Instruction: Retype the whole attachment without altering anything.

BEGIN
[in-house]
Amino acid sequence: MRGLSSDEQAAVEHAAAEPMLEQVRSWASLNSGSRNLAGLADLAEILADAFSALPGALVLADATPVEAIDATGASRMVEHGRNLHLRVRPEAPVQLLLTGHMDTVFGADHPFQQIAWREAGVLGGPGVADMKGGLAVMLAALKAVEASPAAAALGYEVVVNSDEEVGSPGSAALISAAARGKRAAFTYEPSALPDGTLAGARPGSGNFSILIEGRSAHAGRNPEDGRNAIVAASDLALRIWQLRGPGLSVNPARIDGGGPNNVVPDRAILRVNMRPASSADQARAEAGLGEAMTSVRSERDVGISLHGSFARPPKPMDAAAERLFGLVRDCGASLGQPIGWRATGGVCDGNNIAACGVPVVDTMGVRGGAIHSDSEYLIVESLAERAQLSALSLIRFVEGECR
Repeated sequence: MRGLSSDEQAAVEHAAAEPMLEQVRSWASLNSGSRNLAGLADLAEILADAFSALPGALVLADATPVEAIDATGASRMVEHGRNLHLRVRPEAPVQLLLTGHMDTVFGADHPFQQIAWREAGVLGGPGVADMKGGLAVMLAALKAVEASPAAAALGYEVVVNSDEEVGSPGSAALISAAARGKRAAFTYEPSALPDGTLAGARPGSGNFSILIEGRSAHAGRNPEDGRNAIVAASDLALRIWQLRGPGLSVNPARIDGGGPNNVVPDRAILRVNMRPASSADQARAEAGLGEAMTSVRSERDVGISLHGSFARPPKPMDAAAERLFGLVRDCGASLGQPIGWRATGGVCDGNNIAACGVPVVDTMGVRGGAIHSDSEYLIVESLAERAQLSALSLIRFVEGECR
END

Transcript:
[in-house]
Amino acid sequence: MRGLSSDEQAAVEHAAAEPMLEQVRSWASLNSGSRNLAGLADLAEILADAFSALPGALVLADATPVEAIDATGASRMVEHGRNLHLRVRPEAPVQLLLTGHMDTVFGADHPFQQIAWREAGVLGGPGVADMKGGLAVMLAALKAVEASPAAAALGYEVVVNSDEEVGSPGSAALISAAARGKRAAFTYEPSALPDGTLAGARPGSGNFSILIEGRSAHAGRNPEDGRNAIVAASDLALRIWQLRGPGLSVNPARIDGGGPNNVVPDRAILRVNMRPASSADQARAEAGLGEAMTSVRSERDVGISLHGSFARPPKPMDAAAERLFGLVRDCGASLGQPIGWRATGGVCDGNNIAACGVPVVDTMGVRGGAIHSDSEYLIVESLAERAQLSALSLIRFVEGECR
Repeated sequence: MRGLSSDEQAAVEHAAAEPMLEQVRSWASLNSGSRNLAGLADLAEILADAFSALPGALVLADATPVEAIDATGASRMVEHGRNLHLRVRPEAPVQLLLTGHMDTVFGADHPFQQIAWREAGVLGGPGVADMKGGLAVMLAALKAVEASPAAAALGYEVVVNSDEEVGSPGSAALISAAARGKRAAFTYEPSALPDGTLAGARPGSGNFSILIEGRSAHAGRNPEDGRNAIVAASDLALRIWQLRGPGLSVNPARIDGGGPNNVVPDRAILRVNMRPASSADQARAEAGLGEAMTSVRSERDVGISLHGSFARPPKPMDAAAERLFGLVRDCGASLGQPIGWRATGGVCDGNNIAACGVPVVDTMGVRGGAIHSDSEYLIVESLAERAQLSALSLIRFVEGECR